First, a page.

Comment by “AmIFirstToThink” in the Hacker News discussion of the article:
It gives you a chance to put yourself on the shrink couch in the privacy of your room. You get to know yourself little bit more. You know how flimsy the safeguards are for you to not do the wrong thing. Laws, religious ethics are flimsy to stop you from doing the wrong thing. You realize that at the end of the day, it is up to you as the individual, to do the right thing in a situation.
In lieu of meaning, I mostly adopted the attitude of Alan Watts. Existence, he says, is fundamentally playful. It’s less like a journey, and more like a piece of music or a dance. And the point of dancing isn’t to arrive at a particular spot on the floor; the point of dancing is simply to dance. Vonnegut expresses a similar sentiment when he says, “We are here on Earth to fart around.
I think it’s much more interesting to live not knowing than to have answers which might be wrong. I have approximate answers, and possible beliefs, and different degrees of certainty about different things, but I’m not absolutely sure of anything, and there are many things I don’t know anything about. But I don’t have to know an answer. I don’t feel frightened by not knowing things.
Fascinating talk by Kenneth Stanley on our society’s obsession with setting objectives and how this stunts our creativity. Some points:
You can only discover new things by not looking for them. The path to success is through not trying to succeed. To achieve our highest goals we must be willing to abandon them. It is in your interest that others do not follow the path you think is right (they will lay the stepping stones for your greatest discoveries).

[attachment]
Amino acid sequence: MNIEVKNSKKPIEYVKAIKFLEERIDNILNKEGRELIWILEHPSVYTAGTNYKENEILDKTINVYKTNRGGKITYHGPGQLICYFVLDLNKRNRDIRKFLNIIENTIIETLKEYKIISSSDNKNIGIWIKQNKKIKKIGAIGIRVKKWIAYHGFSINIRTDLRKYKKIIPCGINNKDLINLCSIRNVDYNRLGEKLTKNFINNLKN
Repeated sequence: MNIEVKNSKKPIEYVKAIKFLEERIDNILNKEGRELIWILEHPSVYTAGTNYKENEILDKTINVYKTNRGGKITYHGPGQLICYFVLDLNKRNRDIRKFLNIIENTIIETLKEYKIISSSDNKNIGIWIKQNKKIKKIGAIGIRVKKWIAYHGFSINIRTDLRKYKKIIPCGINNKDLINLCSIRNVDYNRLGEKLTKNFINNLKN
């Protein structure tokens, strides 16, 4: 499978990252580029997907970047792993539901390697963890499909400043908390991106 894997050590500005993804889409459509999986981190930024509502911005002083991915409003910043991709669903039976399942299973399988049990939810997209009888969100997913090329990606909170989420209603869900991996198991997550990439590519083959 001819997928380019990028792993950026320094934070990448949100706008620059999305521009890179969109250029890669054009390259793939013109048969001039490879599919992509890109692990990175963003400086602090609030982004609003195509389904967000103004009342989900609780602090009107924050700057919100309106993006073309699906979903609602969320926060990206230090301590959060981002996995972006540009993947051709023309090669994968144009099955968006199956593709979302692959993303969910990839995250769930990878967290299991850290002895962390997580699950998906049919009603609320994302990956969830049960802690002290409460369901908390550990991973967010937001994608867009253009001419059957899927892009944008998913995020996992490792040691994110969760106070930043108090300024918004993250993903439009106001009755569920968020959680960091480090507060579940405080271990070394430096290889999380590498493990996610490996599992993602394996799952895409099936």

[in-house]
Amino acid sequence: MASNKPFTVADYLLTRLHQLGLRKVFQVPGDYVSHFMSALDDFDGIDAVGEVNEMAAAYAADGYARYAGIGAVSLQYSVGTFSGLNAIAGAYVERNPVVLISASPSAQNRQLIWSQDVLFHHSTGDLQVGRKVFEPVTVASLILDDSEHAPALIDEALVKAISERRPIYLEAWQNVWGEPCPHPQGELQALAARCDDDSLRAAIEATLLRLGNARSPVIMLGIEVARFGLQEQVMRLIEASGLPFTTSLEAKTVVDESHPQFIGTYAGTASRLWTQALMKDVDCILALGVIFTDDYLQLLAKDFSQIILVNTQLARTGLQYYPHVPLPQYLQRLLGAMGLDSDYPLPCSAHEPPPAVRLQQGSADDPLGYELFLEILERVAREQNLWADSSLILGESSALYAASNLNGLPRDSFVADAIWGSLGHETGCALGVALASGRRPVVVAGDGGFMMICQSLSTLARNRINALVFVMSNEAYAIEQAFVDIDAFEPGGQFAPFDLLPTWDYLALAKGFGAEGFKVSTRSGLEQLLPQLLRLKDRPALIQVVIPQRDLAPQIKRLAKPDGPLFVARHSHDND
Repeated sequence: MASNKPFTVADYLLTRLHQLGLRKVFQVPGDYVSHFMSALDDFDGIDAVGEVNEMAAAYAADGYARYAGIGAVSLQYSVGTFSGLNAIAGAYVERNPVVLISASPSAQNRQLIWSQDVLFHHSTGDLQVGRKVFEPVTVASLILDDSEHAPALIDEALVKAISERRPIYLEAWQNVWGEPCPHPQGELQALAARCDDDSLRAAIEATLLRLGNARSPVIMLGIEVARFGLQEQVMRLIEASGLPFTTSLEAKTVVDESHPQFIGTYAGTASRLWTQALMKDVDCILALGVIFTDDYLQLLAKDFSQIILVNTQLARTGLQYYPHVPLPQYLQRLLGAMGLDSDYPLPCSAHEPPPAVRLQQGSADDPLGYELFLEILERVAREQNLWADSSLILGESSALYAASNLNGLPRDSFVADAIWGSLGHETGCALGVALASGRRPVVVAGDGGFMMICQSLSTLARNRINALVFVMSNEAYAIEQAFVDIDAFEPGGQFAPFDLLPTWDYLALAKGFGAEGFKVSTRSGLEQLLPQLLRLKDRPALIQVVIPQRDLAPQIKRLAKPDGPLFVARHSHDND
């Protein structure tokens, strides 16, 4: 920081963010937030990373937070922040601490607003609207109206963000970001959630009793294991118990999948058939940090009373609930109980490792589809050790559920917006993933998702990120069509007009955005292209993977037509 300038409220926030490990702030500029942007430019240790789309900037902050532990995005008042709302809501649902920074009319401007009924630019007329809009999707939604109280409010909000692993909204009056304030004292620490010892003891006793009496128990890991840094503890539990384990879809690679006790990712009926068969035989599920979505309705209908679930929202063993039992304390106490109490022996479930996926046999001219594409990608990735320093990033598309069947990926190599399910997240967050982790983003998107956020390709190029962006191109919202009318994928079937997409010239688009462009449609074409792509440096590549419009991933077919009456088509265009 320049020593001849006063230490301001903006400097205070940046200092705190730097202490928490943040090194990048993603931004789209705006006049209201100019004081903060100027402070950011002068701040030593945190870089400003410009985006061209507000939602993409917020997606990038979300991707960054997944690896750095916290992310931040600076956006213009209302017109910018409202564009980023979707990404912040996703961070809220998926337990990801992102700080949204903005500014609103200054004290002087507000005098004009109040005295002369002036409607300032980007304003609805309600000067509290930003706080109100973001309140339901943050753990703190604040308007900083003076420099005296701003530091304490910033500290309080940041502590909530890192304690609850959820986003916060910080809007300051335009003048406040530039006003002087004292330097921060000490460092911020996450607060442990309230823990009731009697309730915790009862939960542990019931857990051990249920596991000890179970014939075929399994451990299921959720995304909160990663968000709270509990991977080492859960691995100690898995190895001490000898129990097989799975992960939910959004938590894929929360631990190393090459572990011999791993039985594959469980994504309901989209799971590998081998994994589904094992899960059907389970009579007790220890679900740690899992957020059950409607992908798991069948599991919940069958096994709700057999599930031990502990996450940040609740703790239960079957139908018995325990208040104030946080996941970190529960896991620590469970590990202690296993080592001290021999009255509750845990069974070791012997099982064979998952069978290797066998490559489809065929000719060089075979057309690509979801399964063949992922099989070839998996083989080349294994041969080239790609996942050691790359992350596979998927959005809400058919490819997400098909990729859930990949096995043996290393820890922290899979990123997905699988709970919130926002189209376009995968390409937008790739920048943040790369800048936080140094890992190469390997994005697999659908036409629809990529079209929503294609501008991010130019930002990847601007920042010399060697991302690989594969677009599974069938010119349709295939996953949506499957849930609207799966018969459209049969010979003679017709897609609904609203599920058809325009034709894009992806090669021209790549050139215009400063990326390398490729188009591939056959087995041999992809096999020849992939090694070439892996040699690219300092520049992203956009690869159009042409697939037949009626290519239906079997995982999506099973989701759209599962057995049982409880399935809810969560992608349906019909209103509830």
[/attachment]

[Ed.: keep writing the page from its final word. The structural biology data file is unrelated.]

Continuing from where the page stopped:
Often, people never even think about asking questions that would produce a negative answer when trying to solve a problem — like this one. They instead restrict the universe of possible questions to those that might potentially yield a “yes.”
The metro wasn’t running and we needed to take the free shuttle bus instead. We sat near a large woman next to a small boy and listened.
Whatchyou talkin’ ‘bout the end o’ the world’? It be just a storm, not the end o’ the world! Who been givin’ you ideas ‘bout the a-po-ca-lypse anyway?! You wake up in the morning (snap) — happy. You go outside for a walk (snap) — happy.
Wabi-sabi (侘寂) represents a comprehensive Japanese world view or aesthetic centered on the acceptance of transience and imperfection. The aesthetic is sometimes described as one of beauty that is “imperfect, impermanent, and incomplete”.
The majority of mortals, Paulinus, complain bitterly of the spitefulness of Nature, because we are born for a brief span of life, because even this space that has been granted to us rushes by so speedily and so swiftly that all save a very few find life at an end just when they are getting ready to live. Nor is it merely the common herd and the unthinking crowd that bemoan what is, as men deem it, an universal ill; the same feeling has called forth complaint also from men who were famous.
Ron Garret’s paper showing that observation (measurement) and quantum entanglement are the same things. Linked to from this HN discussion (emphasis mine):
It turns out that by thinking of measurement and entanglement as related phenomena we can shed quite a bit of light (so to speak) on the nature of physical reality. In fact, it can help us comprehend that which Einstein found most incomprehensible: the comprehensibility of the Universe.
In keeping with my commitment to use tools that reflect my own values, I’ve begun to use Django and Mezzanine for web development. Django provides the framework, Mezzanine provides the application. Integrated together, these tools offer a web development methodology that is open creative, efficient, and enjoyable.
You’ve made a commitment (a small commitment, in time only) to Python, a programming language that enshrines ideals such as “beautiful is better than ugly” and “now is better than never.